"Speak on, and do not fear I" How kind of him I
You observed," says Amy, "that the Sphinx was your par-
ticular friend, and that if we were impertinent it was your
intention to write to her complaining of our conduct. Now, I
have always understood that, when (Edipus solved her enigma,
the Sphinx in a rage committed suicide, for good and all.
Now, if you write to her, do your letters go through the Dead
Letter-box? and how does she read them ?"
"Your question, Miss Amy, is a very proper one," said
Fred, stroking his chin, and making a general observation,
to gain time, after the most approved fashion of orators who do
not see their way. But I think," said he, "I can solve your
doubts by telling you

THE SUPPRESSED HISTORY OF MEMNON AND THE SPHINX.

"It is not generally known that there was an intimacy of
the most affectionate kind between Memnon and the Sphinx.
Both of them, the Sphinx in particular, have been celebrated


CIAP. II.








TRE VIRsT JotTxrNE,.


for an immovable passivity of look which has led common
observers to imagine they had no hearts. But they had: there
are romances in stones as well as sermons in stones; and the
friendship of this ancient pair was very romantic indeed. It
is well known that, as soon as the slant beam of the morning
Sun smote the forehead of Memnon, he found a tongue, and
made earth and sky vocal with his hymn of praise and gratula-
tion. In the absence of the light-god the grand old fellow kept
a mournful silence. But he yearned for sympathy. It was not
enough that he could make sweet melody to the Sun; he wanted
itechoed back in those soft, unstartling tones which so delight
the heart which longs for affectionate converse: it is so with
us all-when praise falls dead and our hearts sink inwards, we
sometimes want ourselves rendered back to us in gracefuller
lines, in tenderer lights, in softer touches of linked' melody.
So Memnon, in the sunless midnight hours, kept wakeful silence,
eating out his sublime old heart for sickness and sadness. And
the deep, deep, blue sky looked calmly on, and did not pene-
trate his thought; and the cold stars, as large to the eye in
that pure atmosphere as the largest jewel you ever saw, were
too much occupied with their own music to concern themselves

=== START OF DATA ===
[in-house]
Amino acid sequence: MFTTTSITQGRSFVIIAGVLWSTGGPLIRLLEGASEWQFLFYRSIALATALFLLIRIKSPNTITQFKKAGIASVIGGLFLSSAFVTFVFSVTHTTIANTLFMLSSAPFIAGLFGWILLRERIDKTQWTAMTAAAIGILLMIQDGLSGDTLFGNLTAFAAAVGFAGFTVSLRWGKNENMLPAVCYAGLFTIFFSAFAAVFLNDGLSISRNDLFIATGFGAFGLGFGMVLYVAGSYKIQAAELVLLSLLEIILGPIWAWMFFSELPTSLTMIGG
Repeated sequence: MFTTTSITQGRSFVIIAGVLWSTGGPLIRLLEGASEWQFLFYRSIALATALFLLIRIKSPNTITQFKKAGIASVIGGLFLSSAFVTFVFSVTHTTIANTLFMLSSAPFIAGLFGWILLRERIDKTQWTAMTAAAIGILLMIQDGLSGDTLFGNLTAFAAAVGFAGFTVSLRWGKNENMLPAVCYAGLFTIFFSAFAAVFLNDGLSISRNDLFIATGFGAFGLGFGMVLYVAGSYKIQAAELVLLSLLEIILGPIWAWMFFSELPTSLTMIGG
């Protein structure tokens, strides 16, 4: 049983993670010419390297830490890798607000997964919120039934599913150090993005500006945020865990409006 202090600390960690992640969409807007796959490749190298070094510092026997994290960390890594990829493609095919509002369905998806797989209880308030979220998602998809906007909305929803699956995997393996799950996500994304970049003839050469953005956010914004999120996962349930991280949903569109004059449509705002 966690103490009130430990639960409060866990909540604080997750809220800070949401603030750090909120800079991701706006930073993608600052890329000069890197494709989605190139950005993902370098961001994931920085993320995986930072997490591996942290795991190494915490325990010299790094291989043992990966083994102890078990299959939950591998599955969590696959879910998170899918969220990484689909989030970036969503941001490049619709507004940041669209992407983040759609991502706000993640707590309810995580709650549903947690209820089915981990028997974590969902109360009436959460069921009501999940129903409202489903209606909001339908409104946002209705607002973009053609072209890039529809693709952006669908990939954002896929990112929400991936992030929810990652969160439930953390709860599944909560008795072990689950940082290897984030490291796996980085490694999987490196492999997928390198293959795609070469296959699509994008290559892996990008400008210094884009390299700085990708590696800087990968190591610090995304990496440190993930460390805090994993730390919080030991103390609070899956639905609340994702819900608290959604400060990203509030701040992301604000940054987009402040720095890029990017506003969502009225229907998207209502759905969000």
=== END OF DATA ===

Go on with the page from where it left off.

with the sorrows of anything terrestrial. But the Moon, with
her clear vestal eye and tender woman's heart, at last divined
the grief of Memnon; and when next she met the Sun on the
green rim of the tumbling sea, said, O Sun, Memnon is un-
happy Have I not taught him to sing when I look upon
him? what more doth he ask?' replied the Sun, casting his
golden eye full upon the timid Moon with a glance of scrutiny.
Then she answered, 'Seek, O Sun, of thine own heart what
would be the prayer of Memnon could he speak as well as
sing. How didst thou not yearn for a friend, for another


OUAr. II.








THE SYDE{HAM SINDBAD.


self, till I, thy Moon, was sent up the slope of the skies to give
thee back a part of thy light I Memnon wants a double, a
friend, to yield him his music again. All life seeks-doth it
not ?-to repeat itself. Let thy own soul answer, 0 beautiful
day-god, quickener of all things, light of the world, as thou
art Then said the Sun, 'My Moon, what wouldst thou?
Who shall be friend to this Memnon, and repeat his music to
him, as thou my light unto me; that so his countenance may
shine when I am far off, and his heart be glad in the darkness ?'
Now, the Moon had often looked upon the Sphinx with wonder
at her many cruelties, and had divined very low down in her
heart a little seed of goodness which might flower into com-
passion if it could be reached and lured into the warmth of day.
And the Moon said, 'Grant me, 0 great Osiris (for so was
the Sun named by the Immortals), that I may have what power
I will over the cruel Sphinx, for Memnon's sake.' And the
Sun answered and said, 'My Isis, be it unto thee even as
thou hast spoken.' Then the Moon was very glad, and went
upon her way among the stars with a more shining face, for
very joy.
"Now the Sphinx, pitilessly devouring, day by day, those
who came to answer her enigma and could not, had yet felt
some uneasy gropings of love and pity at the bottom of her
hard, blind heart, when the strain of Memnon had smitten her
ears in the fresh, sweet morning; and she had said, in her
inmost soul, 0 that I might breathe out my life in music too
-perhaps I should iot be so cruel, and I am sure I should be
a happier Sphinx And this the cunning Moon knew by her
woman's instinct. And so, one warm, slumberous night, when
she was riding high in the purple mid-heaven, upon a silver-
white cloud, she looked down upon Memnon, and saw that his